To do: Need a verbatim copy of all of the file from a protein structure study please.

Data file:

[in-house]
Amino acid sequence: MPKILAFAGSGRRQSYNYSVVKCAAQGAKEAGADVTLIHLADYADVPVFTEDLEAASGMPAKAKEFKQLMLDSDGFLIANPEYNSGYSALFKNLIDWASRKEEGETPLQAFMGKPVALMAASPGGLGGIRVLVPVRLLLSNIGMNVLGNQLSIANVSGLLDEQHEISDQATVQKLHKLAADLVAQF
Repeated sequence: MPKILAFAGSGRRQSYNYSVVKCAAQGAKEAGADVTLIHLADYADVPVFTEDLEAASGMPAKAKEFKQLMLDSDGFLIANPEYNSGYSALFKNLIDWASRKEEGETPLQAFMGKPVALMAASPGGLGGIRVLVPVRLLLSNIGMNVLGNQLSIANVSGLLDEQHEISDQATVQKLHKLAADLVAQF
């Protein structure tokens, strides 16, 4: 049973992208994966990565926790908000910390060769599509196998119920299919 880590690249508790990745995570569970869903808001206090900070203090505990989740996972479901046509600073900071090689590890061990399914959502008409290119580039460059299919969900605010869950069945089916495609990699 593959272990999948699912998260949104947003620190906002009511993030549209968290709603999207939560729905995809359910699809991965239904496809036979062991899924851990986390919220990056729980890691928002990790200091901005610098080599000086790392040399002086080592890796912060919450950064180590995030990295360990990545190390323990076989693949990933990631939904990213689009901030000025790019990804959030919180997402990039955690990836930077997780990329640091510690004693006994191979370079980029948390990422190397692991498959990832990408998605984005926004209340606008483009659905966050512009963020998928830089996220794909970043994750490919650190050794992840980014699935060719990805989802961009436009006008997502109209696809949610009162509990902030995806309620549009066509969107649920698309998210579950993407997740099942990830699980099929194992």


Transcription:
[in-house]
Amino acid sequence: MPKILAFAGSGRRQSYNYSVVKCAAQGAKEAGADVTLIHLADYADVPVFTEDLEAASGMPAKAKEFKQLMLDSDGFLIANPEYNSGYSALFKNLIDWASRKEEGETPLQAFMGKPVALMAASPGGLGGIRVLVPVRLLLSNIGMNVLGNQLSIANVSGLLDEQHEISDQATVQKLHKLAADLVAQF
Repeated sequence: MPKILAFAGSGRRQSYNYSVVKCAAQGAKEAGADVTLIHLADYADVPVFTEDLEAASGMPAKAKEFKQLMLDSDGFLIANPEYNSGYSALFKNLIDWASRKEEGETPLQAFMGKPVALMAASPGGLGGIRVLVPVRLLLSNIGMNVLGNQLSIANVSGLLDEQHEISDQATVQKLHKLAADLVAQF
């Protein structure tokens, strides 16, 4: 049973992208994966990565926790908000910390060769599509196998119920299919 880590690249508790990745995570569970869903808001206090900070203090505990989740996972479901046509600073900071090689590890061990399914959502008409290119580039460059299919969900605010869950069945089916495609990699 593959272990999948699912998260949104947003620190906002009511993030549209968290709603999207939560729905995809359910699809991965239904496809036979062991899924851990986390919220990056729980890691928002990790200091901005610098080599000086790392040399002086080592890796912060919450950064180590995030990295360990990545190390323990076989693949990933990631939904990213689009901030000025790019990804959030919180997402990039955690990836930077997780990329640091510690004693006994191979370079980029948390990422190397692991498959990832990408998605984005926004209340606008483009659905966050512009963020998928830089996220794909970043994750490919650190050794992840980014699935060719990805989802961009436009006008997502109209696809949610009162509990902030995806309620549009066509969107649920698309998210579950993407997740099942990830699980099929194992």